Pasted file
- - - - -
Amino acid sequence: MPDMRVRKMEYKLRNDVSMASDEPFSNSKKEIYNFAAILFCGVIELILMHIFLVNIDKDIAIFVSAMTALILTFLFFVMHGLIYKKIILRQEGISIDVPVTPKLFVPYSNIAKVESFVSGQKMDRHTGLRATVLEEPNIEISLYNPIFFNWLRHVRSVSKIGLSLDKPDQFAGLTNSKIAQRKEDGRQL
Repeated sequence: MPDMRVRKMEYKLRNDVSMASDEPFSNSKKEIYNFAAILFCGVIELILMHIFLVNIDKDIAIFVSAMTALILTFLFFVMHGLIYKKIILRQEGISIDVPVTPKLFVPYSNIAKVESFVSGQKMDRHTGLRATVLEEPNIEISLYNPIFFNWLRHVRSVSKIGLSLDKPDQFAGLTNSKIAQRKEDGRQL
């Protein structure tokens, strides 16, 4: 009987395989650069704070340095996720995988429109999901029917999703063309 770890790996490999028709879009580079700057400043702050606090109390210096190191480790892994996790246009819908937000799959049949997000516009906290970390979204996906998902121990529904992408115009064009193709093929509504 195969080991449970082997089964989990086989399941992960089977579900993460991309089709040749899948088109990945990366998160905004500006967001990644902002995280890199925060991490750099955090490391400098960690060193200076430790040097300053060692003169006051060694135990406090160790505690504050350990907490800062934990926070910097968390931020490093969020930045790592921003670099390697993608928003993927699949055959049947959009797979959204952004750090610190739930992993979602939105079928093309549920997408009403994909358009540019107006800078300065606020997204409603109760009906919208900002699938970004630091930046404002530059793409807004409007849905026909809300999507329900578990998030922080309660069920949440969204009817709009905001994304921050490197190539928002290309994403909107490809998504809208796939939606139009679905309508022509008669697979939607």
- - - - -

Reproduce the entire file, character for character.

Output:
Amino acid sequence: MPDMRVRKMEYKLRNDVSMASDEPFSNSKKEIYNFAAILFCGVIELILMHIFLVNIDKDIAIFVSAMTALILTFLFFVMHGLIYKKIILRQEGISIDVPVTPKLFVPYSNIAKVESFVSGQKMDRHTGLRATVLEEPNIEISLYNPIFFNWLRHVRSVSKIGLSLDKPDQFAGLTNSKIAQRKEDGRQL
Repeated sequence: MPDMRVRKMEYKLRNDVSMASDEPFSNSKKEIYNFAAILFCGVIELILMHIFLVNIDKDIAIFVSAMTALILTFLFFVMHGLIYKKIILRQEGISIDVPVTPKLFVPYSNIAKVESFVSGQKMDRHTGLRATVLEEPNIEISLYNPIFFNWLRHVRSVSKIGLSLDKPDQFAGLTNSKIAQRKEDGRQL
């Protein structure tokens, strides 16, 4: 009987395989650069704070340095996720995988429109999901029917999703063309 770890790996490999028709879009580079700057400043702050606090109390210096190191480790892994996790246009819908937000799959049949997000516009906290970390979204996906998902121990529904992408115009064009193709093929509504 195969080991449970082997089964989990086989399941992960089977579900993460991309089709040749899948088109990945990366998160905004500006967001990644902002995280890199925060991490750099955090490391400098960690060193200076430790040097300053060692003169006051060694135990406090160790505690504050350990907490800062934990926070910097968390931020490093969020930045790592921003670099390697993608928003993927699949055959049947959009797979959204952004750090610190739930992993979602939105079928093309549920997408009403994909358009540019107006800078300065606020997204409603109760009906919208900002699938970004630091930046404002530059793409807004409007849905026909809300999507329900578990998030922080309660069920949440969204009817709009905001994304921050490197190539928002290309994403909107490809998504809208796939939606139009679905309508022509008669697979939607």